But the core replacement is just the beginning of Whitney's tech transformation. To further its commitment to remaking itself into a more customer-centric organization, the bank also has launched a project to build a more modern customer service technology architecture. With this initiative, DeArmas reports, the bank hopes to expand its service capabilities while lowering operating costs.
The project will encompass commercial and retail banking as well as multiple channels and provide for expanded electronic funds transfer capabilities, enhanced risk management and protection solutions, item and document imaging, and professional services and education, according to DeArmas. The idea, he notes, is to build deeper relationships while also offering customers the ability to bank where and how they want.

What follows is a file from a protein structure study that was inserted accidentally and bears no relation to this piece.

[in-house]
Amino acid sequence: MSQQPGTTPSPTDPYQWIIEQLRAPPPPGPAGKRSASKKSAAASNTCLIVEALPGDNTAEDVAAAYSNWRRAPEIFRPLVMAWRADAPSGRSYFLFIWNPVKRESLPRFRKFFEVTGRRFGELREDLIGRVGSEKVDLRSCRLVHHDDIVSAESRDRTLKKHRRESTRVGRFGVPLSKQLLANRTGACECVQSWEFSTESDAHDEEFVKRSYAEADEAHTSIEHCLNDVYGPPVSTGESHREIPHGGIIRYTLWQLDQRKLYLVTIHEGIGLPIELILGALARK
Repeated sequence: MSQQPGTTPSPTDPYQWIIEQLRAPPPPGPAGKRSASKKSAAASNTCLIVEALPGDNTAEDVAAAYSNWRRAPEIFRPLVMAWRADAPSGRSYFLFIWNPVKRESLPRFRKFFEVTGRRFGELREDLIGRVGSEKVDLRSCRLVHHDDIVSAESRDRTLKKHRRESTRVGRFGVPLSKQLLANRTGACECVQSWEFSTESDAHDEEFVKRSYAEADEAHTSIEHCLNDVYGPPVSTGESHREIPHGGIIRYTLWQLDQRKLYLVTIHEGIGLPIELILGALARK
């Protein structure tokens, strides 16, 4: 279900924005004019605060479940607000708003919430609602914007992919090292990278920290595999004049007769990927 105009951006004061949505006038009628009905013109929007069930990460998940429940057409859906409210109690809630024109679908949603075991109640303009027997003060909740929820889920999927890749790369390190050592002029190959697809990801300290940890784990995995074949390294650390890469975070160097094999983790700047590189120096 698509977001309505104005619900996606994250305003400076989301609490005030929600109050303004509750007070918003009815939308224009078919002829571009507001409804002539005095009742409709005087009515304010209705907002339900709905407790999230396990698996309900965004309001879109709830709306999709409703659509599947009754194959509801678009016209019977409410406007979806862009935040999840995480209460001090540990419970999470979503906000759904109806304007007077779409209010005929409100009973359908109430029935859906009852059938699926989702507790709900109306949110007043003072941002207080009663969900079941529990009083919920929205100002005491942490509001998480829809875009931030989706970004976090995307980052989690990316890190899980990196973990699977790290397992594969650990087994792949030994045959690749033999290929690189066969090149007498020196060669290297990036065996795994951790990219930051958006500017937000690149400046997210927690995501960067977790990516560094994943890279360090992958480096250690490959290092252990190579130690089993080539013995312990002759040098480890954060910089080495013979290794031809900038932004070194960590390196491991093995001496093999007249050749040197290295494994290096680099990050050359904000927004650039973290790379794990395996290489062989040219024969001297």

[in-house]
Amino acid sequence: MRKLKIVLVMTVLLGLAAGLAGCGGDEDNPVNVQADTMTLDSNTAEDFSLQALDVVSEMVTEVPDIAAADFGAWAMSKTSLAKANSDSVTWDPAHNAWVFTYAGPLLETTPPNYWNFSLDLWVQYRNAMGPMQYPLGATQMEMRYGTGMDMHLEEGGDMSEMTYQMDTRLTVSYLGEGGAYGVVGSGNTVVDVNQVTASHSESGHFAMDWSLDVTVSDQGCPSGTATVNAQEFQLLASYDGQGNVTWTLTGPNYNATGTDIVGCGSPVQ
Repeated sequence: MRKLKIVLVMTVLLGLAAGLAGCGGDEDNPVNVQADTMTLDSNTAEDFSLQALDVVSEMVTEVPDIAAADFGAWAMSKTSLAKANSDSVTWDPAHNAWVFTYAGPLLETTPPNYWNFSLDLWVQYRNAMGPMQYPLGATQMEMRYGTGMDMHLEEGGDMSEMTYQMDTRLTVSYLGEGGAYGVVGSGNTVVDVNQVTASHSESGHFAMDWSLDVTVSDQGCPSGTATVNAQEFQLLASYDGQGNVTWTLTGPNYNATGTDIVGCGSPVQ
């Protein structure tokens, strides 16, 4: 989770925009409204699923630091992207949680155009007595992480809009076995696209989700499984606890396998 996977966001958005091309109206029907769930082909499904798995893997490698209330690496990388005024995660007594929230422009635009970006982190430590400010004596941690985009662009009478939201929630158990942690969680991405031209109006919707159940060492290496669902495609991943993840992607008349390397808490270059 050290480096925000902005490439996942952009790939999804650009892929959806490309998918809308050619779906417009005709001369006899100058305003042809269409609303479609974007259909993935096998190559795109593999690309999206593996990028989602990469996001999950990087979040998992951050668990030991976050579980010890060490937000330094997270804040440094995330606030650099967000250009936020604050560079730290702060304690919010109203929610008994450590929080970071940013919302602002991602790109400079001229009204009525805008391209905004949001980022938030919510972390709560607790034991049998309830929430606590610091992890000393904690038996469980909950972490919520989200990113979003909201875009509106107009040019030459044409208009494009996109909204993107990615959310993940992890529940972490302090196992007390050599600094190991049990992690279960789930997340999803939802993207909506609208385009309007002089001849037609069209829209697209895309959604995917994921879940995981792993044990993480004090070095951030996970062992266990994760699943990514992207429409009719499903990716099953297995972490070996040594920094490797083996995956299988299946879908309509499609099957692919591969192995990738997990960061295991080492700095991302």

"We use the word 'transform' a lot when talking about this project," DeArmas explains. "But at the heart of it all is keeping the spirit that served Whitney for 125 years: It's a people bank. We have relationships here that go back generations. One thing that struck me when I got here was when a customer told me that his great-grandmother said Whitney was the only New Orleans bank that didn't close during the Great Depression. We want to make sure we maintain these kinds of relationships so we're augmenting our capabilities to serve our customers in the way they want."
DeArmas understands the multichannel nature of today's banking firsthand. Not only does he rarely ever visit a branch, but that also is the case with his college-aged daughters. "The only time they've been to the branch is when they opened their accounts before going away to college," he relates. "They do everything with their debit cards. They go to the ATM, they check their balances online, and text alerts are huge for them, too."